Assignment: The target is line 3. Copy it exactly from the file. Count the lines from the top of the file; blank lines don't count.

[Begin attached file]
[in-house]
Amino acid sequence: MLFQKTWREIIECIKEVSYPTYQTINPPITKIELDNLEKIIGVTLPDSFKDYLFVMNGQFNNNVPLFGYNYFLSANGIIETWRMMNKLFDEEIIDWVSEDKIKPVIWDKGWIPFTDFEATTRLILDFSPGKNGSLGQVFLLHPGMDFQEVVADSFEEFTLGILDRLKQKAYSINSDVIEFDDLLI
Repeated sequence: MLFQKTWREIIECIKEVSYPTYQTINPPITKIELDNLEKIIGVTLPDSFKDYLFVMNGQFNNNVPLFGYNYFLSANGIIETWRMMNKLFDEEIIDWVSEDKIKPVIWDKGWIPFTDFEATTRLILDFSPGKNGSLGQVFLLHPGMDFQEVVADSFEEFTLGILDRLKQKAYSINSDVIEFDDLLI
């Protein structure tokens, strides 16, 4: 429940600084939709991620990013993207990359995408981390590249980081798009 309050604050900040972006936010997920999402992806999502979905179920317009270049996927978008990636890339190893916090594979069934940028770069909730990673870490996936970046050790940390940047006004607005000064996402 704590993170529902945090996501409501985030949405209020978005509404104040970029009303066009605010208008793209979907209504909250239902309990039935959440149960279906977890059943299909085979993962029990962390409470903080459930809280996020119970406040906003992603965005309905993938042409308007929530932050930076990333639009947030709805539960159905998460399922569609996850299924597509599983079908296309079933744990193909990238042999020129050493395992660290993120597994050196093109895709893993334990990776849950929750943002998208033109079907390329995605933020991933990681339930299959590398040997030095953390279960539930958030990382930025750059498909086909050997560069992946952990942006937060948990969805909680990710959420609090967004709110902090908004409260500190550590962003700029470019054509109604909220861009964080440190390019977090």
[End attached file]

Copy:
Repeated sequence: MLFQKTWREIIECIKEVSYPTYQTINPPITKIELDNLEKIIGVTLPDSFKDYLFVMNGQFNNNVPLFGYNYFLSANGIIETWRMMNKLFDEEIIDWVSEDKIKPVIWDKGWIPFTDFEATTRLILDFSPGKNGSLGQVFLLHPGMDFQEVVADSFEEFTLGILDRLKQKAYSINSDVIEFDDLLI